'Boy racer' convicted of causing teen's death in crash avoids jail

Dylan Irvine died after the car he was travelling in left the road and crashed down an embankment on the A90 in Aberdeenshire.

Man convicted of causing teen’s death in A90 Aberdeenshire crash avoids jail TwitterGoogle Maps

A “boy racer” who killed his friend in a “tragic” 91mph horror crash has been spared jail and ordered to carry out 300 hours of community service.

Dylan Irvine was killed after a red Ford Fiesta he was a passenger in left the road and crashed down an embankment on the A90 in Aberdeenshire in October 2020.

The 19-year-old was pronounced dead at the scene.

His friend Jake Summers, 22, who was driving the vehicle, was left fighting for his life following the crash.

Summers – who was 18 at the time of the crash – managed to crawl 19 metres from the wreckage, waiting ten hours overnight for help to arrive – until someone finally noticed the wreck and called emergency services.

He was found guilty of causing Dylan’s death by careless driving at Aberdeen Sheriff Court at the beginning of the month.

Appealing to Sheriff Morag McLaughlin not to jail his client, defence agent David Moggach KC said Summers would have to live with the fact he caused the death of his friend for the rest of his life.

He said: “Clearly [Dylan’s] death is a huge loss to his family and friends and will still be very painful for them to bear.

“Nobody with any decency about them can feel anything but pain and compassion for his family and friends. That also includes Mr Summers and his family too.

“It’s got to be acknowledged that no sentence imposed can equate to the loss of life.”

Dylan Summers was sentenced on Friday December 29

He added: “Mr Summers has remorse and regrets the death of his close friend – he will never forget the incident. He will have to live with causing the death of a close friend for the rest of his life.”

Summers was sentenced on Friday to 300 hours community service, banned from driving for three years and subjected to a restriction of liberty order for ten months.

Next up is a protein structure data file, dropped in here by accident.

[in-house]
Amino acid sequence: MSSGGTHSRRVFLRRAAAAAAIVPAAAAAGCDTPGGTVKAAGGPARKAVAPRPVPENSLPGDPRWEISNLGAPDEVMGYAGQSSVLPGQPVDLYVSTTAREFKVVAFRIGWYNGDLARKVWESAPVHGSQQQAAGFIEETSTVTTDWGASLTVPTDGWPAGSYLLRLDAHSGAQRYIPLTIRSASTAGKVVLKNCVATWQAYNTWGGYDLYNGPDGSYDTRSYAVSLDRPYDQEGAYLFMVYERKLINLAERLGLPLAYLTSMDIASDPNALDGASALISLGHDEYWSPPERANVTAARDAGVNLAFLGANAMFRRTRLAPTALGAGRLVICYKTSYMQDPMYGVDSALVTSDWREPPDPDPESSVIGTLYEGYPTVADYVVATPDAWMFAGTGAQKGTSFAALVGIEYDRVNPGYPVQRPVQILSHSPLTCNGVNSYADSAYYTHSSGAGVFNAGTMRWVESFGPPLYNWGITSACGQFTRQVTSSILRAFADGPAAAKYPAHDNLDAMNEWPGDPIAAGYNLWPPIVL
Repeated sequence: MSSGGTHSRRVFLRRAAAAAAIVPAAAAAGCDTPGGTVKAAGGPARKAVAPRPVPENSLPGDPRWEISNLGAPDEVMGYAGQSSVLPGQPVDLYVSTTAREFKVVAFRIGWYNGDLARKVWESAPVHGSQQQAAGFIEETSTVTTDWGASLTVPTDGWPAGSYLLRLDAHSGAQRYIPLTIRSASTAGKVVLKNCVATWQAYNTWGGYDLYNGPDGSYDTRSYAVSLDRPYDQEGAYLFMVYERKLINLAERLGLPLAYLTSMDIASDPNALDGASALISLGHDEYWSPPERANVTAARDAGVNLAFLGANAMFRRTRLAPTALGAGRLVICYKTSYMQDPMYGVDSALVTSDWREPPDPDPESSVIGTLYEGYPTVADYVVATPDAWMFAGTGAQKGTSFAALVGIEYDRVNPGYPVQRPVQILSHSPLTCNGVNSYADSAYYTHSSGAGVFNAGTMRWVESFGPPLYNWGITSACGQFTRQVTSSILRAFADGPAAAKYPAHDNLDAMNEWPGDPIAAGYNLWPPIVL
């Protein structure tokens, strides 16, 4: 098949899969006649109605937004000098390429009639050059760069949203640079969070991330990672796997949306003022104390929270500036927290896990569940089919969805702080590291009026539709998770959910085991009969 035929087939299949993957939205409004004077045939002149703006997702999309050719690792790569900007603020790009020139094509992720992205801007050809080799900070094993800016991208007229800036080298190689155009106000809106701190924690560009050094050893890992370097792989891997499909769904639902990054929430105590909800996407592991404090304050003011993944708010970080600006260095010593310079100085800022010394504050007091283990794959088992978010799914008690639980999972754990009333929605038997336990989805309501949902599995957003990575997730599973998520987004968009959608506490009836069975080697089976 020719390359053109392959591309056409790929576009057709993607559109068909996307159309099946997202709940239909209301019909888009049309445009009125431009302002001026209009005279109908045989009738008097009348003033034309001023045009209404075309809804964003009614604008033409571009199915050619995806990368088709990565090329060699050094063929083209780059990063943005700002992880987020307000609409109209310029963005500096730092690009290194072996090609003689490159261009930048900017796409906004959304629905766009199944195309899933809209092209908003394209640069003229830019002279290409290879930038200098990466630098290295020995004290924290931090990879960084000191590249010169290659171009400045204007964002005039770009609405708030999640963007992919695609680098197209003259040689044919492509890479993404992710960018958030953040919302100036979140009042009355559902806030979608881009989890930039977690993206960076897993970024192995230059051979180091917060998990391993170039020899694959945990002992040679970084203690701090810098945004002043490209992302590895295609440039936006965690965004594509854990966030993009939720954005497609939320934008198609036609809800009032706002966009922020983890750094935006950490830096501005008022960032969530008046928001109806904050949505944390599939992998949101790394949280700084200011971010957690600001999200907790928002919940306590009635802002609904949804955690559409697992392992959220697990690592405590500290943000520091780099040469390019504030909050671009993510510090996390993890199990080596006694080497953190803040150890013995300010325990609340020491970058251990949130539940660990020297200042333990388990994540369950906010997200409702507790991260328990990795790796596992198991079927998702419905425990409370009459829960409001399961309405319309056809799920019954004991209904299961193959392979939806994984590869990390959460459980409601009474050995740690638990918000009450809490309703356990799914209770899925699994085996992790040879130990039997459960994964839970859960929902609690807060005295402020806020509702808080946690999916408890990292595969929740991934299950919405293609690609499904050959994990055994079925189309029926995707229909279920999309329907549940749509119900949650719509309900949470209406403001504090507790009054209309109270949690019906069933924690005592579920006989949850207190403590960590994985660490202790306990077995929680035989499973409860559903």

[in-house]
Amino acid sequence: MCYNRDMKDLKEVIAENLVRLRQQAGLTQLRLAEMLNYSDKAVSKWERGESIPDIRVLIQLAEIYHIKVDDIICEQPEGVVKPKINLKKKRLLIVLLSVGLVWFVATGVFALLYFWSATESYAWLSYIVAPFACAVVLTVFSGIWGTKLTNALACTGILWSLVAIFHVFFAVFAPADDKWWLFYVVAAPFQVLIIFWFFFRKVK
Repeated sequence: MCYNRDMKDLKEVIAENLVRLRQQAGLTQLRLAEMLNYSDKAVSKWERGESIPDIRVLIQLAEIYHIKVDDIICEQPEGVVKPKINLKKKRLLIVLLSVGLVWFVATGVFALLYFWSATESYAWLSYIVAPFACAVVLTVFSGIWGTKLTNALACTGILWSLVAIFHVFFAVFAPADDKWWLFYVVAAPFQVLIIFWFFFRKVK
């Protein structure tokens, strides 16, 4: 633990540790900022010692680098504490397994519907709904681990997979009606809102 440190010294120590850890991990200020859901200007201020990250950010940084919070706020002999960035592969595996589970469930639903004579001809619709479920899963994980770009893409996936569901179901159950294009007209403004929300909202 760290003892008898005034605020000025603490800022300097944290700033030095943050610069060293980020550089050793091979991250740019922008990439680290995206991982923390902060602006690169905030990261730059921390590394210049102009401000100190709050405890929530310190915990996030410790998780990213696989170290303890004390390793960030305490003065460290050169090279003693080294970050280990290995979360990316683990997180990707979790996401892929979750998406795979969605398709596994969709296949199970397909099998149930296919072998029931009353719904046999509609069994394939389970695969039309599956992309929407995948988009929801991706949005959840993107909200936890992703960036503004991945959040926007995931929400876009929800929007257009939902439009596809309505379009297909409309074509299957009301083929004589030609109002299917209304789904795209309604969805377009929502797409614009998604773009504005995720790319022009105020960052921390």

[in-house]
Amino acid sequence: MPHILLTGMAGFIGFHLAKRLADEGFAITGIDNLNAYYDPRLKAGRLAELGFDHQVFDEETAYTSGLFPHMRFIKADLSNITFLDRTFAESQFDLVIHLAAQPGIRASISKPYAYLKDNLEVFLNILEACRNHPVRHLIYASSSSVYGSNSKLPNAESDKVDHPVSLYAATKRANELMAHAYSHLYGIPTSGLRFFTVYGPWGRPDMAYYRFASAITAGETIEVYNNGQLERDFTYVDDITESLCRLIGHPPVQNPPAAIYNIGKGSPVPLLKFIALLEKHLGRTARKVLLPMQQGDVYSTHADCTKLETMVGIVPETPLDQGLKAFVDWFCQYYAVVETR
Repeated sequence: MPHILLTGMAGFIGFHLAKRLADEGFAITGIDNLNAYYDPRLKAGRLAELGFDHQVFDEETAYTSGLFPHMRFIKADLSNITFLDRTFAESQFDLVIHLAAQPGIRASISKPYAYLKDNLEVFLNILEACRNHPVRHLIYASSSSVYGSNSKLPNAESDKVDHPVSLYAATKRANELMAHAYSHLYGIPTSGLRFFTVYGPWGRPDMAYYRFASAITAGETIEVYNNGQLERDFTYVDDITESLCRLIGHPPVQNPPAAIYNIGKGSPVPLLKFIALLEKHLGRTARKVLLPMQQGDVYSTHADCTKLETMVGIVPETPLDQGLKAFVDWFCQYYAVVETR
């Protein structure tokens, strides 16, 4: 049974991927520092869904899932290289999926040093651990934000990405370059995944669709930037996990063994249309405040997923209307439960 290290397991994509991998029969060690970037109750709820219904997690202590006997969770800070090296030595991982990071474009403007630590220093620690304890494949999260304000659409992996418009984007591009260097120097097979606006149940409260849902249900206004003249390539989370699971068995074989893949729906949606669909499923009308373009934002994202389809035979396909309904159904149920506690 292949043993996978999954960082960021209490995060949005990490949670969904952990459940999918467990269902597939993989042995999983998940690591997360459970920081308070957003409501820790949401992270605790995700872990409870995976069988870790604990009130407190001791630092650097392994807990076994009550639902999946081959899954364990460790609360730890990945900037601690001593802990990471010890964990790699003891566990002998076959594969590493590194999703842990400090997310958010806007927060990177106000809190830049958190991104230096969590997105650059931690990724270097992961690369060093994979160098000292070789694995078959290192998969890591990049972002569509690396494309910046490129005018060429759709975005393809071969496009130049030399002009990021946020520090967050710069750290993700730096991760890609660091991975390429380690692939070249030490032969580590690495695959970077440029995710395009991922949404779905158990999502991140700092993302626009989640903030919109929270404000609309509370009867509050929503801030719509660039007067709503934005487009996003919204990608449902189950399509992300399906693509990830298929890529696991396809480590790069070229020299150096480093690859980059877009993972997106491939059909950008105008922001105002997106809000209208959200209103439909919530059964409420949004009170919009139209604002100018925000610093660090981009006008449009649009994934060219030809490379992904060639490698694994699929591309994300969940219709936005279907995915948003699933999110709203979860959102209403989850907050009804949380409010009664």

On sentencing, Sheriff Morag McLaughlin said the impact of Dylan’s death had been “immeasurable” to his family.

Reading the impact statements submitted from Dylan’s sister Morgan and his mother – Amanda Irvine – she said they “heart renderingly described their pain at his loss”.

She continued: “ I don’t think that the word tragic could even begin to describe accurately what has happened in this case and the impact it has had on Mr Irvine, his family and you and your family.

“There’s nothing about this case that is anything but completely tragic on every level.”

“The impact on Mr Irvine’s family had been immeasurable.”

Sheriff McLaughlin said Summers also suffered serious injuries and had endured a ten-hour wait for assistance following the crash, adding: “There has been a significant loss to you of a very close friend and it is clear the remorse you feel having been the person to have caused that.”

Dylan’s family and friends came to court for the sentencing, but declined to make further comment.

Dylan (left) with sister Morgan, mum Amanda and brother Kian.

Following the guilty verdict on December 1, Dylan’s mother Amanda Irvine spoke out about the loss of her beloved son.

She added no sentence would “come close” to reflecting the value of Dylan’s life or the significance of his loss.

In a statement released via Digby Brown, Ms Irvine said: “Losing a loved one in any sudden event is horrendous but losing a child brings a pain like nothing else which only other bereaved parents could understand.

“Dylan’s absence has created a void in our family that simply cannot, and will not ever, be filled – it breaks my heart that I have to remember the laugh and cuddle of my son instead of hear and feel them. 

“Each day I go to work I have to drive along the same road, the very spot, where Dylan died. It’s agonising, because each time I pass it creates anxiety as I imagine what happened in those final moments and how the crash might have been avoided.”

Referencing the role Summers played in Dylan’s death, Ms Irvine said she hoped he would “go on to do something of value with his life”.

She continued: “No sentence could come remotely close to reflecting the value of Dylan’s life or the significance of his loss and while accountability is important I know it doesn’t make sense to rob another young man of a future.

“But it’s not enough to just feel bad or say sorry because what matters is action.

“So I hope Jake sees the outcome for what it is – an opportunity to improve, live rightly, help others and do something of value with his life and become more than just the boy racer who killed his friend.

“I’d finally like to thank everyone who has supported us over the last three years but as proceedings are now over I kindly request our privacy is respected as we attempt to move forwards.”

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